The present French initiative is, of course, the last in a series of similar international efforts led by the French to assist the Lebanese economy. All were conditional on the undertaking of reforms that would minimize corruption. All failed. The Lebanese resistance was insurmountable.
But in the present face-off, the international community has stronger weapons than it had in the past to face the stiffening Lebanese resistance. The French-European coalition is now backed by the heavy artillery of American sanctions designed to fight terrorism (Patriot Act of 2001 and later measures), prosecute human rights offenders and corrupt individuals around the world (Magnistky Act), punish individuals and entities conducting business with the Assad regime in Syria (Caesar Act), and in effect pursue any person, institution or country the U.S. deems as deserving to be sanctioned. Sanctions under the general umbrella of terrorism (assisting Hezbollah) that were imposed last September on two senior Lebanese politicians were apparently effective in inducing Lebanon to begin a long -- awaited negotiation with Israel on the maritime border between the two countries. Further sanctions imposed, two months later, on another leading politician, this time under the Magnitsky Act, did not seem to facilitate the formation of the government of independents, but further sanctions might be in the pipelines.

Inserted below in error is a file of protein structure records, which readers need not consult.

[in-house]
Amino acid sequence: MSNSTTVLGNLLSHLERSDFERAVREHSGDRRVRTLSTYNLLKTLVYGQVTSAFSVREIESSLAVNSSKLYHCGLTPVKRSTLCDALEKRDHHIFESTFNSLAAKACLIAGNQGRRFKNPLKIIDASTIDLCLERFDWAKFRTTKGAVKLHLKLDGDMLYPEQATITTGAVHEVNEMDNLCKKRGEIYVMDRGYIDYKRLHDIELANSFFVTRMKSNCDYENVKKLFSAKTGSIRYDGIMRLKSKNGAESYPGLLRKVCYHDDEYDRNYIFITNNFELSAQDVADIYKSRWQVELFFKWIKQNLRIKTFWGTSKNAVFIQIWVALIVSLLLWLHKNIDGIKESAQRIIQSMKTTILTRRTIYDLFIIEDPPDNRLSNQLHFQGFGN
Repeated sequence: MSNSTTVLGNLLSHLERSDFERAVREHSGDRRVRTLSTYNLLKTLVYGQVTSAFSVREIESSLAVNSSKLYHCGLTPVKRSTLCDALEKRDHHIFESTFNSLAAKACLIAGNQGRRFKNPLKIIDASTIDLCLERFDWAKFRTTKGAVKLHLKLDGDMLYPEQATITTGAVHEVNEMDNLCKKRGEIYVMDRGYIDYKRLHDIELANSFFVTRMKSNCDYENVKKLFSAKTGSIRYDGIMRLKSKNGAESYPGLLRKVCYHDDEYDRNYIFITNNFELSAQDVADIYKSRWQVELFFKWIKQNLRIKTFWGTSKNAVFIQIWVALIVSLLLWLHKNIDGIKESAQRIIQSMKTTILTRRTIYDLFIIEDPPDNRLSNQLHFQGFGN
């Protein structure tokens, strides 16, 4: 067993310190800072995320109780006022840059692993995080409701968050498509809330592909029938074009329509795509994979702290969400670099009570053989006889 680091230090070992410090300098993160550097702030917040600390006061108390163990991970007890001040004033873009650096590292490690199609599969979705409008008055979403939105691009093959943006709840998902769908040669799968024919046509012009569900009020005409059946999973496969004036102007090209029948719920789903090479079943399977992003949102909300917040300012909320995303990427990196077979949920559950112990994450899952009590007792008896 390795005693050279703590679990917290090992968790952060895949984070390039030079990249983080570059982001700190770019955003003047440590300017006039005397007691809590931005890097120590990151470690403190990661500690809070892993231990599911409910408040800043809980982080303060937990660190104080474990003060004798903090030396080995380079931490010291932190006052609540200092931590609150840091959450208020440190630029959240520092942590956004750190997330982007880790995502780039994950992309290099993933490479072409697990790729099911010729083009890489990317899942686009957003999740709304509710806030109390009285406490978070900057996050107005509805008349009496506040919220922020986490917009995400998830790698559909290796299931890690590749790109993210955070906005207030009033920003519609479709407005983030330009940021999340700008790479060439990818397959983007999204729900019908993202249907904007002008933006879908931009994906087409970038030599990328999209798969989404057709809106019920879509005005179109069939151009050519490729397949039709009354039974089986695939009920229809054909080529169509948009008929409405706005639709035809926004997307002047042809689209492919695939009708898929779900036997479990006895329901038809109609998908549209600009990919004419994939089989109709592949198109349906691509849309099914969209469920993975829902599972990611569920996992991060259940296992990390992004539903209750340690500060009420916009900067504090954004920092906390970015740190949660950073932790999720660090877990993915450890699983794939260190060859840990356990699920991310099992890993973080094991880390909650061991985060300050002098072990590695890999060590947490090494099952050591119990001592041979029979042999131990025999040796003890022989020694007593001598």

How can this status quo be broken?
Many in Lebanon believe that Iran is holding off the formation of a government, the first step in the French initiative, pending the formal accession of Joe Biden to the presidency of the United States on the 20th of this month. Iran, the argument goes, wants to use Lebanon as one of its bargaining chips in the coming negotiations on the Iran nuclear deal that Biden has indicated will be pursued by his administration. But since any negotiations that may take place on this subject will not probably be initiated anytime soon after the beginning of the Biden presidency, and will take a long time to reach the serious bargaining stage and the exchange of chips between the two sides, this scenario implies that Lebanon will be without a government for a long time, too long for Lebanon not to fall into the chaos that none of the parties concerned wants.
The truth of the matter is that the Lebanese conundrum is difficult to solve given the political cabal that has ruled Lebanon for the past couple of decades. Changing the cabal is not easy either. Early Parliamentary election, as demanded by some of the opposition, is unlikely to be approved by the present Parliament and, in any case, will probably result, at best, in a small change in the Parliament’s composition that is insufficient to make a major difference.
So, we’re left with what Macron knew all along: we must work with what we have, the old corrupt cabal of politicians, but this time with the sword of Damocles hanging over their heads. The threat of sanctions and the lure of asylum might prod them to forego some illicit income in order to elicit some foreign assistance.
Who knows? It might work.
Riad Tabbarah is a former Ambassador to the United States.